Tecate has an SRM of 4, giving it a golden color. Also, this is in line with the BJCP color intensity requirements for American lagers, which are from 2 to 4.

SRM Scale

The following two factors are original gravity and final gravity, OG and FG, respectively. This measures beer’s gravity during the alcoholic fermentation process. Measuring gravity is essential during brewing, as it aids brewers in determining beer’s alcohol content before and after fermentation.

The amount of sugar in the wort before fermentation is reflected in the beer’s original gravity. The final gravity counts the amount of unfermentable sugars left in the beer after fermentation.

The original gravity of American lagers should be between 1.040 and 1.050, according to BJCP guidelines. Also, the final gravity range for American lagers is between 1.004 and 1.010. While the gravity readings of Tecate are not readily available, calculations suggest it falls within the acceptable range.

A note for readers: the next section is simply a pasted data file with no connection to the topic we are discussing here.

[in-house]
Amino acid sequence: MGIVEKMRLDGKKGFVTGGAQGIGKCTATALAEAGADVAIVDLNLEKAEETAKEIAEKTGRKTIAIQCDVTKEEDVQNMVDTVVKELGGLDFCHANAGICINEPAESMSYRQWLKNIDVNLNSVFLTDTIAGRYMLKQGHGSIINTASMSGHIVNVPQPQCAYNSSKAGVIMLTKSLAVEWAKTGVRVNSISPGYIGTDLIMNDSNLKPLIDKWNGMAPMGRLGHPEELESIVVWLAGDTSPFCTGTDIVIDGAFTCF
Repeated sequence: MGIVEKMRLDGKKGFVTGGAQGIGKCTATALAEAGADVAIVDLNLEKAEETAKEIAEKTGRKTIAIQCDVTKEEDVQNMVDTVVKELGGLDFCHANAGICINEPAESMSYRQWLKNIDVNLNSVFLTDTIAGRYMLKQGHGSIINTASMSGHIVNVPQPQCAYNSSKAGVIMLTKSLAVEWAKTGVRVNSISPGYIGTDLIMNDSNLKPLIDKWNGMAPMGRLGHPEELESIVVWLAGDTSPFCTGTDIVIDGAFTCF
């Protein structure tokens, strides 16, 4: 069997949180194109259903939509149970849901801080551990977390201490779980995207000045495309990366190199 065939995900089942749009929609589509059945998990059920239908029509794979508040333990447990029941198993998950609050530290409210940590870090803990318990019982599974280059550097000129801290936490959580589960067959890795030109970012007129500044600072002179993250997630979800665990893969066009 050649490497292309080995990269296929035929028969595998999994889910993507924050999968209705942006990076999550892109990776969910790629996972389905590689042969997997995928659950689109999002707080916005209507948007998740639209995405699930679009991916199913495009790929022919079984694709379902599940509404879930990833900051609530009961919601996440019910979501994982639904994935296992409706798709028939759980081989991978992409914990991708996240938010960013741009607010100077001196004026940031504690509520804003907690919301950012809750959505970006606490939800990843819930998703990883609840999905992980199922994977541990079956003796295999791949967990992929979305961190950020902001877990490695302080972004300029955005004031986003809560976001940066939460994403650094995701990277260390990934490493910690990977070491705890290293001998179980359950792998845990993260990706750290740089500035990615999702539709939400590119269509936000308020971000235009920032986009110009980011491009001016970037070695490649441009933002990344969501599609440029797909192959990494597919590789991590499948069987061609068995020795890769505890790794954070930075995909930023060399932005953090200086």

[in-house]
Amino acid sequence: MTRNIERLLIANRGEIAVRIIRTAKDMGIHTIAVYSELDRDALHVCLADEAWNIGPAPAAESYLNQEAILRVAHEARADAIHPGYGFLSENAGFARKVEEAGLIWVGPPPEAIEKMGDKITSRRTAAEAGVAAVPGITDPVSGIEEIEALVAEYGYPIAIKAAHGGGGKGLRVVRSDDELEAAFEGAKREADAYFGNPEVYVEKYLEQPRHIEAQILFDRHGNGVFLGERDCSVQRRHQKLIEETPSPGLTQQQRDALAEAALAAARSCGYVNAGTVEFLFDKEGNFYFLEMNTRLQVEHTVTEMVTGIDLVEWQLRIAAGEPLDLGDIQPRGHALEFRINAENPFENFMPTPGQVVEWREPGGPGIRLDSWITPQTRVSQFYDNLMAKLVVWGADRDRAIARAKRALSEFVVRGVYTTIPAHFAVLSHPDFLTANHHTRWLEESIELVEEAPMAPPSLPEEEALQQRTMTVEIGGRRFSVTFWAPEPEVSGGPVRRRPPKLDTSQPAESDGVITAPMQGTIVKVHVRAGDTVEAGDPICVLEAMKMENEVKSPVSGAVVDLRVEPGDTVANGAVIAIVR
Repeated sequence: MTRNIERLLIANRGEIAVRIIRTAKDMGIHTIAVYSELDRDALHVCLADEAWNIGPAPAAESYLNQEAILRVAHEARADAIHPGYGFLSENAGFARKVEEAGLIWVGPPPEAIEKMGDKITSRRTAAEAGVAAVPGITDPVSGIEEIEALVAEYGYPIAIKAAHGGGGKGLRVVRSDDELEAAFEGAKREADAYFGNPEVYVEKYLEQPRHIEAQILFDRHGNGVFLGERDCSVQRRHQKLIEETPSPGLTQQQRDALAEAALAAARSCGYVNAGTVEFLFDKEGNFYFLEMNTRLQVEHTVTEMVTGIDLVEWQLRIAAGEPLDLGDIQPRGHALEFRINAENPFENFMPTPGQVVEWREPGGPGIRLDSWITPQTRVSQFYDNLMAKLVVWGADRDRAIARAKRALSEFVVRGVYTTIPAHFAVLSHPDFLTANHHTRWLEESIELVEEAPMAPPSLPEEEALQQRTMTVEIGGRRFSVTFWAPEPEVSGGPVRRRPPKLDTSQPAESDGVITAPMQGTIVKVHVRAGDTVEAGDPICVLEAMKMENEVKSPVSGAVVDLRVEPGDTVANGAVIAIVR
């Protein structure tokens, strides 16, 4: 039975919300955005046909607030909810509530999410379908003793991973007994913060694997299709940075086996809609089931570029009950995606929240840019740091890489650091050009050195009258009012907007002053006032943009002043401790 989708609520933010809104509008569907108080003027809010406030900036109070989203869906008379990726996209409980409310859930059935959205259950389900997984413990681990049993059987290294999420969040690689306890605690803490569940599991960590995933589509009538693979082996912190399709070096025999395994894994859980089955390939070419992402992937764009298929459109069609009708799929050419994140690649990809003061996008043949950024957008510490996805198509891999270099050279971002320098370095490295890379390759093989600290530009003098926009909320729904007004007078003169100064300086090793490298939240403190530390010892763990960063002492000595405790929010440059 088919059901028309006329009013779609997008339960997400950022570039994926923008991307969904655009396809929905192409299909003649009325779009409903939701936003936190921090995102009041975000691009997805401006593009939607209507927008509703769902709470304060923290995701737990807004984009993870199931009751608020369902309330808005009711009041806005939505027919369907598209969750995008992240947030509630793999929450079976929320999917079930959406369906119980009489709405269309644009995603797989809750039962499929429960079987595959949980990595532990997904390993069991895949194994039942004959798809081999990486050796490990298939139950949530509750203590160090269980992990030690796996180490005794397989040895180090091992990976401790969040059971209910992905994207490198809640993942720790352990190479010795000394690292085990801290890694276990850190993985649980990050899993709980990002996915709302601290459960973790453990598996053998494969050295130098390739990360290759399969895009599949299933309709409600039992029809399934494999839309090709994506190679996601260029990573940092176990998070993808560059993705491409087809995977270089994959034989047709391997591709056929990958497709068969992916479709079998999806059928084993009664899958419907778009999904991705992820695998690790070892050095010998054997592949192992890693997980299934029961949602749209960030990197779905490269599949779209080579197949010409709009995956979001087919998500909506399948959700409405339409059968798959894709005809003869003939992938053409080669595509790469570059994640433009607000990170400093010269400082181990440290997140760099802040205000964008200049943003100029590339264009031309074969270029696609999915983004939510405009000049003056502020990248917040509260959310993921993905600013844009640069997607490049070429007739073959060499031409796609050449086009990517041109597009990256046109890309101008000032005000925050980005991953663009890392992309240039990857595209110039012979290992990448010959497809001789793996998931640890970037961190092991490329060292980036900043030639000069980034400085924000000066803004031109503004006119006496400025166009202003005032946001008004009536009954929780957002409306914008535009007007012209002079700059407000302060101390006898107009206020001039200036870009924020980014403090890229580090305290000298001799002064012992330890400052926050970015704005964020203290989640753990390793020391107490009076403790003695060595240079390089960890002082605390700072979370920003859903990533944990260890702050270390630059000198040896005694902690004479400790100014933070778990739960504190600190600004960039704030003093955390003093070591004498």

Therefore, Tecate passes the gravity requirements for American lagers because it meets the final and original gravity standard specifications.

The last factor the BJCP considers is the alcohol content of beer. This is the most direct to determine. As the name implies, the alcohol content is how much alcohol beer has and is represented by alcohol by volume (ABV). The higher the ABV, the more alcoholic and stronger beer is.

Tecate has an ABV of 4.5%. This falls within the standard range the BJCP specifies, which is 4.2% to 5.3%. Again, Tecate meets the alcohol content requirement of American lagers.

Given Tecate complies with all the standard requirements for American lagers, it is regarded as such.